And if you check out state broadcast station, RTM’s screenshot above, the Singapore flag is shown as Vietnam, the Thailand flag as Singapore, the Indonesia flag as Thailand, the Vietnam flag as Indonesia, the Myanmar flag as Philippines, the Philippines flag as Myanmar, the Cambodian flag as Laos, and the Laos flag as Cambodia.
 
Only Malaysia, Brunei Darussalam and Timor Leste had their flags correctly assigned to the rightful countries.
 
It means we got 8 out of 11 flags wrong in the medal tally broadcast on Day 5.
 
[The Star Online quoted RTM director-general of broadcasting, Abu Bakar Ab Rahim as admitting the mistakes during its news segments on Thursday and Friday].
 
 
 
 
 
 
 
 
 
 
 






Photo via fandylo on Twitter
 
And not forgetting, a Malay daily had mistaken Poland’s flag for Indonesia’s.












 
Then a Malaysian swimmer, Keith Lim Kit Sern was shown in a television broadcast tagged with a Singapore flag.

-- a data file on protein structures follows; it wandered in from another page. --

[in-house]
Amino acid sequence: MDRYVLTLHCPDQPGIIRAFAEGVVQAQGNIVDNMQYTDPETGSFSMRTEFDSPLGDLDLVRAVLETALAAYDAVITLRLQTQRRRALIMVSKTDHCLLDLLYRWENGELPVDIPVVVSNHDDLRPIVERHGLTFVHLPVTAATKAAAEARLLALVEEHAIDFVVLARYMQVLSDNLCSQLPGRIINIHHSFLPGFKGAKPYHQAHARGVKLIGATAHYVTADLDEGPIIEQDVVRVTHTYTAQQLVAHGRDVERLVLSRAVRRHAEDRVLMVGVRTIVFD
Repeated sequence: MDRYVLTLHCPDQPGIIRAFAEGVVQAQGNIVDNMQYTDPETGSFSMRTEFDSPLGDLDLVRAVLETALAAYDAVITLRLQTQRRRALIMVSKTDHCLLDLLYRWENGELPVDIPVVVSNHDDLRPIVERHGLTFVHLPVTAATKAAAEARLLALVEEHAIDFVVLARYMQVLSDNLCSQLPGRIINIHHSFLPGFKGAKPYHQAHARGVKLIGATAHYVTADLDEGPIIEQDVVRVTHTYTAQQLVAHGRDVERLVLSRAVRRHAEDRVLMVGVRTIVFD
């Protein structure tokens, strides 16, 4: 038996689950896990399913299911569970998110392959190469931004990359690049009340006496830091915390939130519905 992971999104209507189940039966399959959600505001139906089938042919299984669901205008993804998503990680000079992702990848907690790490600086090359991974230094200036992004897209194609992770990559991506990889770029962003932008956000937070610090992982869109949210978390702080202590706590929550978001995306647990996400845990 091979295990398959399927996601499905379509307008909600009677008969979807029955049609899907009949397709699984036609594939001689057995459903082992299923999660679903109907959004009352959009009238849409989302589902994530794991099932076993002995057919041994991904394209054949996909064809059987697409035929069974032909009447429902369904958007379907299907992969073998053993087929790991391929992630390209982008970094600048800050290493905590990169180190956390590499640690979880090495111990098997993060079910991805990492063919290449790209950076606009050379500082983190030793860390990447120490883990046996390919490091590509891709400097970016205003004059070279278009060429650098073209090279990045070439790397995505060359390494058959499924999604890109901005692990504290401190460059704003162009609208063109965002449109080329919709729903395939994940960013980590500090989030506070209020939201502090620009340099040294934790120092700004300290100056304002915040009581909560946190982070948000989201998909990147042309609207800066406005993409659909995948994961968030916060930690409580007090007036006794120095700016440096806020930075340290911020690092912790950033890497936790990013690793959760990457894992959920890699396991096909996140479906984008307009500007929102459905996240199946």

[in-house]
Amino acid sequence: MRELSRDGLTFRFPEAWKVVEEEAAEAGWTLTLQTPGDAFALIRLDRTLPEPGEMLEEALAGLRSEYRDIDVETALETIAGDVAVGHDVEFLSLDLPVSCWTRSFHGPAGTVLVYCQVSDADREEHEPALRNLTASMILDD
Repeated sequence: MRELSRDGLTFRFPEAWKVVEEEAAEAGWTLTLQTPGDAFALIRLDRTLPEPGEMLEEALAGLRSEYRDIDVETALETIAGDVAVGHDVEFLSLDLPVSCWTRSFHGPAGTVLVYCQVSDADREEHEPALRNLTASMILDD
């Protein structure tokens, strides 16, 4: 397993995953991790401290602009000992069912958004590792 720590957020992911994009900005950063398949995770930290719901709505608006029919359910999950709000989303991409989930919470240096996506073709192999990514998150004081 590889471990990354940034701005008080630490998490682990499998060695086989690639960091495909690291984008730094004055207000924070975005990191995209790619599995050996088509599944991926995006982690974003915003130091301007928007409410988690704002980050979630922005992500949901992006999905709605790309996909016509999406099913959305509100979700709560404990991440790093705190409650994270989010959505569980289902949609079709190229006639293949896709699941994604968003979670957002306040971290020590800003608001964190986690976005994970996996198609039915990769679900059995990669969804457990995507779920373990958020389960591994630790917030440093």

Not only that – but he was labeled KUL (presumably for Kuala Lumpur) instead of MAS for Malaysia.


 
TV3, another TV station had a SEA Games schedule for football with what appeared to be a wrong flag attributed to Indonesia. The semi-finals match listed as Thailand-Indonesia showed the latter with a Myanmar flag.
 
Then again, the match should actually be between Thailand and Myanmar – so the flag was right but the listed country was wrong.
 
[And if you already didn’t notice, the second semi-finals match between Malaysia and Indonesia had misspelt our neighbor as “Idonesia”].
 
One event riddled with so many blunders. Malaysia Tidak Boleh!